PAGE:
A previous systematic review showed that most meta-analyses unanimously reported equivalent results after patellar resurfacing compared to non-resurfacing in terms of functional scores and complication rates; however, an increased risk of reoperation after patellar non-resurfacing was reported . Persistent AKP remains an important clinical issue after non-resurfacing patella TKA . Its exact aetiology remains subtle, and the effects of prosthesis design, surgical technique, the degree of patellar chondromalacia, preoperative AKP, and patellar tracking alteration on the prevalence of postoperative AKP remain undefined . A previous study reported an average AKP incidence of 10% in non-resurfaced cases compared to 3.3% in resurfaced cases . After 5 years of follow-up, 5% of patients in that study had persistent AKP in the resurfaced side compared to 23% of patients who complained of such pain in the non-resurfaced side. The overall incidence of AKP was higher in patients who underwent TKA and had a non-resurfaced patella than in those who had a resurfaced patella. In our study, the incidence of AKP 5 years postoperatively was 18.7%, which was similar to previously reported data. However, it can be clinically difficult to determine the cause of AKP in a patient without patellar resurfacing, as many other pathologies can have similar presentations (subclinical infection, patellar maltracking, mid-flexion instability, and component malrotation). We should also interpret these results with caution because the use of different scoring systems has resulted in variations in objective AKP assessment and has contributed to the observed heterogeneity. Moreover, the rate of reoperation for patellar non-resurfacing was the main concern for the investigation. In most previous studies, a lower risk for reoperation was reported after patellar resurfacing compared to that after non-resurfacing [13, 19, 25]. In contrast, Parvizi et al.  reported no significant difference in the re-intervention rate between the resurfaced and non-resurfaced patella. The cumulative percentage revision rate for patellar resurfacing after non-resurfacing patella TKA was reported to be 10–15% after primary TKA within a 5–10-year follow-up period [2, 19]. The revision rate in our study (6.7%) was lower than that in previous studies. Furthermore, patients’ activity levels must be considered. The mean age of our patients (72.2 years) was higher than that of patients in other studies (the mean age ranged from 60 to 70 years) [2, 19]. Therefore, the activity level of patients in our study may have been lower; hence, close attention had to be paid to our patients to avoid overloading the implants.
We must consider the effect of decreasing cartilage thickness in the patella on clinical outcomes. This study demonstrated a correlation between decreasing cartilage thickness in the patella and functional knee scores. Decreasing cartilage thickness in the patella can cause PF joint problems. Decreasing cartilage thickness is caused by vigorous physical activities, such as jogging, squatting, and climbing stairs, that subjects the knee to repeated stress. It can also be caused by abnormal tracking of the patella in the trochlear groove. Hence, we must consider that the scoring system is not specific for PF disorders. The total JOA score for osteoarthritic knees was a total of 100 points: pain and walking, 30 points; pain and stairs up and down, 25 points; range of motion, 35 points; and swelling, 10 points . The PF joint problem accounts for 25% of the total points. There is a possibility that another factor is related to worsening functional knee score; hence, it may be difficult to determine whether decreasing cartilage thickness in the patella leads to degraded clinical outcomes. To our knowledge, the Kujala score is a specific scoring system for PF disorders to evaluate subjective symptoms and functional limitations in PF disorders . However, it includes high-load activities, such as squatting, running, and jumping. Therefore, it is not suitable to evaluate the PF joint outcome after TKA in elderly patients. Although it was necessary to assess the correlation between decreasing cartilage thickness in the patella and the functional knee score precisely, it might be inadequate to use only the current scoring system.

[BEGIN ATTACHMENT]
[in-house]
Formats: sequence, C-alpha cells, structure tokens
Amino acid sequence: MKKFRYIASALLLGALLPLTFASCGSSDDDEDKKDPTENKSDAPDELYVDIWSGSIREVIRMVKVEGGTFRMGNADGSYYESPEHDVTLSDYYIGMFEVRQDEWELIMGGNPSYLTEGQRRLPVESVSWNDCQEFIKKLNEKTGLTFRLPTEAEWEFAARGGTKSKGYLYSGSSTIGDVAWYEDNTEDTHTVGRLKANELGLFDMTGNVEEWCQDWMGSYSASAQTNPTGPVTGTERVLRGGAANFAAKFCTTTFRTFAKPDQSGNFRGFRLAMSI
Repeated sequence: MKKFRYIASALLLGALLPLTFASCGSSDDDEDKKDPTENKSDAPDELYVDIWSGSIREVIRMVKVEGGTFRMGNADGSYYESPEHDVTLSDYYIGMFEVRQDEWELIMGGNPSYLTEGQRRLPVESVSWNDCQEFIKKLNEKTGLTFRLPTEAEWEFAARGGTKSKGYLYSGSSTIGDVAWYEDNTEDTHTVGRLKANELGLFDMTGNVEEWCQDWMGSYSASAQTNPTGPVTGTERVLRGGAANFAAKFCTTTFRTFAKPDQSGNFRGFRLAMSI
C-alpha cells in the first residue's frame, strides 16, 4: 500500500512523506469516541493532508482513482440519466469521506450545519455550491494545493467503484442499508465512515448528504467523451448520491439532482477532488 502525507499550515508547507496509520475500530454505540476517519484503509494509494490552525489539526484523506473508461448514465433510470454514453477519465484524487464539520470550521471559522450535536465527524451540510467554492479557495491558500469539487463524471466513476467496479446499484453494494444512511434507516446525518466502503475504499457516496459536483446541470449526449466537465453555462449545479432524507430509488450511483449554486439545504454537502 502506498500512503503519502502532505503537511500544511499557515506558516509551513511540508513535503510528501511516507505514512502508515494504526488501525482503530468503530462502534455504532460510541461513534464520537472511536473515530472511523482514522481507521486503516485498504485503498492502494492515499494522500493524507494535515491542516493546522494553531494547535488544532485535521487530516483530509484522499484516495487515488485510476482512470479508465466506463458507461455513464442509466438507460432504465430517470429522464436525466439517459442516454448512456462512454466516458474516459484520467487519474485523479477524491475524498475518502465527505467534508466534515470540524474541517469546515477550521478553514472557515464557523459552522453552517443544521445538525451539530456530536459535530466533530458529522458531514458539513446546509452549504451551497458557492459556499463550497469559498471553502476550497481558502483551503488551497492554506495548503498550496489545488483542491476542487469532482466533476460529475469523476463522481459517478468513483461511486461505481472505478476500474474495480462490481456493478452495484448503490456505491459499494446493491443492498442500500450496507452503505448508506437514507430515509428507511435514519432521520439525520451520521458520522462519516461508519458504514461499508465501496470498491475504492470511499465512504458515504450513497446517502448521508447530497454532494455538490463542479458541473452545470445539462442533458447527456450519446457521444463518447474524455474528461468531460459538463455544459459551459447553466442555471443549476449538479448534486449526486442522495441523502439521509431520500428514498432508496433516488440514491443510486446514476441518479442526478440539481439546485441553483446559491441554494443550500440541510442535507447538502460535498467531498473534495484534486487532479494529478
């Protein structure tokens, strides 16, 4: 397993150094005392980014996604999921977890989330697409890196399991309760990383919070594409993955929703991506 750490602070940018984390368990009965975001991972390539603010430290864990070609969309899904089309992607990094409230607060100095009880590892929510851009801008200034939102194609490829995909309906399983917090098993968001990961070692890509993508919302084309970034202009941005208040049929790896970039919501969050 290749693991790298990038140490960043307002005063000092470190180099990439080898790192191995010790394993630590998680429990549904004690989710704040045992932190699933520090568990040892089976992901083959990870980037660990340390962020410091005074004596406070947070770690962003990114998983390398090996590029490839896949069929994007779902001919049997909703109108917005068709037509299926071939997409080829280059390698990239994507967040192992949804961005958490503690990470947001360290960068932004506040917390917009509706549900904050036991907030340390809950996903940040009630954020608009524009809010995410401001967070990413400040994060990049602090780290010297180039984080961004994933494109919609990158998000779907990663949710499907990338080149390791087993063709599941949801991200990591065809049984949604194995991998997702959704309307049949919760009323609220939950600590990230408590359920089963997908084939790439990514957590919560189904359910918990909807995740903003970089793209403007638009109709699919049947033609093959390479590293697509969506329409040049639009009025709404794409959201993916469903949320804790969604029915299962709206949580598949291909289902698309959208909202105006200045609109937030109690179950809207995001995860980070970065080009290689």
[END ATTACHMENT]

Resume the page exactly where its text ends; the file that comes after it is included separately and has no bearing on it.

This study has several limitations. First, the number of patients was small due to the limited criteria for indication in this study. Therefore, further studies with larger sample sizes are required to verify the findings of this study. Second, this study lacked a control, which could have been a non-resurfaced patella CoCr implant in TKA. We did not evaluate the difference between the effect of ceramic implants and that of metal implants on cartilage thickness in non-resurfaced patella in TKA. However, in case of metal implants, it is difficult to assess the cartilage thickness accurately using MRI due to metal artefacts and make comparisons between the ceramic and metal implants. Third, we evaluated only one slice of the patella using MRI. We selected an axial MR image slice, which was the centre of the patella, to evaluate patellar thickness. Therefore, errors in image slice selection may occur and influence the measurement of patellar cartilage thickness. Fourth, we evaluated the implant positioning using conventional X-rays and 2D-CT. The most accurate method to evaluate implant positioning is 3D-CT ; however, we did not perform a full limb CT in this series. We could not rule out the effect of rotational or sagittal malalignment of the femoral component precisely on clinical outcomes. Finally, we did not compare and evaluate the natural course of degeneration of the patellar cartilage in intact knees of elderly patients with annual MRI.